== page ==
• Too little drama means I lose interest in a draft. This happens when I describe settings, characters, and situations in detail before creating tension or conflict among them.
  • Too much meaningless drama means I lose focus and momentum. This happens when I add characters and plotlines without considering whether they’ll converge nicely.

However, when I focus on depicting tense Tasks, tension-boosting Twists, and consequential Turns, I easily find all the meaningful dramatic tension I need to forge ahead confidently. To prevent unnecessary tangents, I also try to make sure each Task, Twist, and Turn I introduce relates firmly and uniquely to my story’s central predicament.

Of course, it’s fine to discover a story’s true purpose as you write it! If you are a true improviser, that’s just how your creative process works! Don’t stop unless you want or need to. And you only “need” to if you’re trying to prevent a lengthy, violent revision process.

For me, the “Task, Twist, Turn” Scene Template offers a reliable and flexible path forward, no matter where I am in the creative process. With its gentle guidance, I spend less time fighting my instincts and more time writing.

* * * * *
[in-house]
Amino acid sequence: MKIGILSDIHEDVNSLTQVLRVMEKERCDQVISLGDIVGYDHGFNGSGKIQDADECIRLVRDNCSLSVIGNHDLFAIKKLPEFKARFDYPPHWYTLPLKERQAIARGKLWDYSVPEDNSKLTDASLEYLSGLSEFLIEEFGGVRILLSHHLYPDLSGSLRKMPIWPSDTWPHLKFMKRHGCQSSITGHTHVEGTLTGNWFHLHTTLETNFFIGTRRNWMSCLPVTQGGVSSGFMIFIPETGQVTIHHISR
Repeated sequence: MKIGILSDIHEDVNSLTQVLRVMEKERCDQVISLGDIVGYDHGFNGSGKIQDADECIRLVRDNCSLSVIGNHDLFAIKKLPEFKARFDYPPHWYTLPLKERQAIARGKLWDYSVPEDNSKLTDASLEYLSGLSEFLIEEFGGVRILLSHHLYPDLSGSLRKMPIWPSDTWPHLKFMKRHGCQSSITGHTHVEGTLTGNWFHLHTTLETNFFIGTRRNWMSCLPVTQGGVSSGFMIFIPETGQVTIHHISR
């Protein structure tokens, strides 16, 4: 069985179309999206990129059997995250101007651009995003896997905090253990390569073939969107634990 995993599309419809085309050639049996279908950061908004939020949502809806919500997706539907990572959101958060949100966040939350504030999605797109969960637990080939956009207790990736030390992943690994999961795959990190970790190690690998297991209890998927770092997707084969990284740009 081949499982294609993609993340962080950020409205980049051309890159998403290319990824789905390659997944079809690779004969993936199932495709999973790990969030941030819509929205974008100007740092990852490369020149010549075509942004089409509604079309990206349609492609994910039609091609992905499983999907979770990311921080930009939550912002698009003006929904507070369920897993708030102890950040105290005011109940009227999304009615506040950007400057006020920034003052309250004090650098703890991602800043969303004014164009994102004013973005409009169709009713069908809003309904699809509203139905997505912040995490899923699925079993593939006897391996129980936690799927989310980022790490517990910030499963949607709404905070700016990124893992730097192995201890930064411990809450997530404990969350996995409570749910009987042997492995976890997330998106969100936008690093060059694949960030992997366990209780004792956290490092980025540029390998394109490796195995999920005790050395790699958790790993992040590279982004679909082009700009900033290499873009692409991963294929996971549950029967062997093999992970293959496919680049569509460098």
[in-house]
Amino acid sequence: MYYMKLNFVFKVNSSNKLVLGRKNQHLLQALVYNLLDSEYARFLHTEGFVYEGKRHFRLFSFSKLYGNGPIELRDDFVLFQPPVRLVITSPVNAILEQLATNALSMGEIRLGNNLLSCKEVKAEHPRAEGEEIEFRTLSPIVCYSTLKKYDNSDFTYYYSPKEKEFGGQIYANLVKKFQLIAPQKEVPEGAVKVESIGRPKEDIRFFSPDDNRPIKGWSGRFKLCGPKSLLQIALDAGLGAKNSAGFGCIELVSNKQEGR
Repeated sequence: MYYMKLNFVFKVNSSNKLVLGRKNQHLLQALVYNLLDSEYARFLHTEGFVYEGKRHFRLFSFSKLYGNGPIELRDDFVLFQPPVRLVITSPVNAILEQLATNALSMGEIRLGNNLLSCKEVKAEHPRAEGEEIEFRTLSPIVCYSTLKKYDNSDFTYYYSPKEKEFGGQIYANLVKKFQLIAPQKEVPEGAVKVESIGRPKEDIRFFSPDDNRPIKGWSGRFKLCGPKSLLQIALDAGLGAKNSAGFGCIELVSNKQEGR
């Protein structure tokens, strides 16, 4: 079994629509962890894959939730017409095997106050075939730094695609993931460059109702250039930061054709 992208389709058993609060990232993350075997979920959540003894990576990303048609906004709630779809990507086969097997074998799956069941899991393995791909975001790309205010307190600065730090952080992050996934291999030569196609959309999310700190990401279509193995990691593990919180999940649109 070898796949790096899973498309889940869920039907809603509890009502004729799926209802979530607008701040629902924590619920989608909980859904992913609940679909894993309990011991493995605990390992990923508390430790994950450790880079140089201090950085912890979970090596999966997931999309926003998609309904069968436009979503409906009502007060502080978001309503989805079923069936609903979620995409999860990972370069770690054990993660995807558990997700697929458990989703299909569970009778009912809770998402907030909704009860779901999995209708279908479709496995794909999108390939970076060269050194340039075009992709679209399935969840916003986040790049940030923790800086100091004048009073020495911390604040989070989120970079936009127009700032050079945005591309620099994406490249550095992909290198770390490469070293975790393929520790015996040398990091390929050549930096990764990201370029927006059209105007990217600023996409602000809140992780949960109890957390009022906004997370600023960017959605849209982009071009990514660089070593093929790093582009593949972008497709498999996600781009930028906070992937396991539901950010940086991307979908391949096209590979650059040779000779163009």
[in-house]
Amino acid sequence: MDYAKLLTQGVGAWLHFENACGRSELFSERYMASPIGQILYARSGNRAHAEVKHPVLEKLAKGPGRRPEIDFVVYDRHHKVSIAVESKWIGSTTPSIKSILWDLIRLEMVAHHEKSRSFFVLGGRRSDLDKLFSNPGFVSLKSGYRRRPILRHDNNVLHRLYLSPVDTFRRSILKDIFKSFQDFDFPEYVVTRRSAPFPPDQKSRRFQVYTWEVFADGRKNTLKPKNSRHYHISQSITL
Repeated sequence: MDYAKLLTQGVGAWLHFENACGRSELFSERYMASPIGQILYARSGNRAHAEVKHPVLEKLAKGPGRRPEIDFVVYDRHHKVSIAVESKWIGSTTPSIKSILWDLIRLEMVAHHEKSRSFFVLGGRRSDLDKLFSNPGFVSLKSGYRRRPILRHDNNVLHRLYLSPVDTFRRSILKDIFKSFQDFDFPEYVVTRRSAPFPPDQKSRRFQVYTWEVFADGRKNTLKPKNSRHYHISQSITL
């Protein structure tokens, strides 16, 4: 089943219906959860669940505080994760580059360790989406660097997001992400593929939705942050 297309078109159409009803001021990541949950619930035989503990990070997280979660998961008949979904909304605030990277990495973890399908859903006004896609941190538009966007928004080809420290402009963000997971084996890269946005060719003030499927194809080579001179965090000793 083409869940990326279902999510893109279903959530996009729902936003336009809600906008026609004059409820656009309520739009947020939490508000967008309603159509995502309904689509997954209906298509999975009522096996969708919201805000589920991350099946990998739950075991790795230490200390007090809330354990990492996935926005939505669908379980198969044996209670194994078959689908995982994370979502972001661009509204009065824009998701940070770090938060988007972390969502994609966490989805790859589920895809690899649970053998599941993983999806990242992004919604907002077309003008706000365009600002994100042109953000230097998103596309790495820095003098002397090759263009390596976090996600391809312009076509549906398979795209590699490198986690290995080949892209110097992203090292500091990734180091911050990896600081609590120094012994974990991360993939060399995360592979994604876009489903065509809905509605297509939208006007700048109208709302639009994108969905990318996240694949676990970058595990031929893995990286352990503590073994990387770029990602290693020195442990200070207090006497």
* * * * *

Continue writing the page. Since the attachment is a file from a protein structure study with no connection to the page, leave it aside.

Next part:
Tasks, Twists, and Turns

During a TASK (special mission), a TWIST (fresh surprise) leads to a TURN (pivotal consequence).

My definitions of Tasks, Twists, and Turns are open-ended on purpose, to leave room for nuance and experimentation. Any Task, Twist, and Turn will do… if they come together to form a coherent, cathartic pattern of cause and effect.

The TASK (special mission) should breed tension

Let’s face it: Special missions are more interesting to write and read about than calm, safe, ordinary occasions. That’s because special missions are naturally tense, due to their rareness, mysteriousness, riskiness, oddness, importance, or whatever else renders them special. And at the center of every special mission is a motivated, agentic character.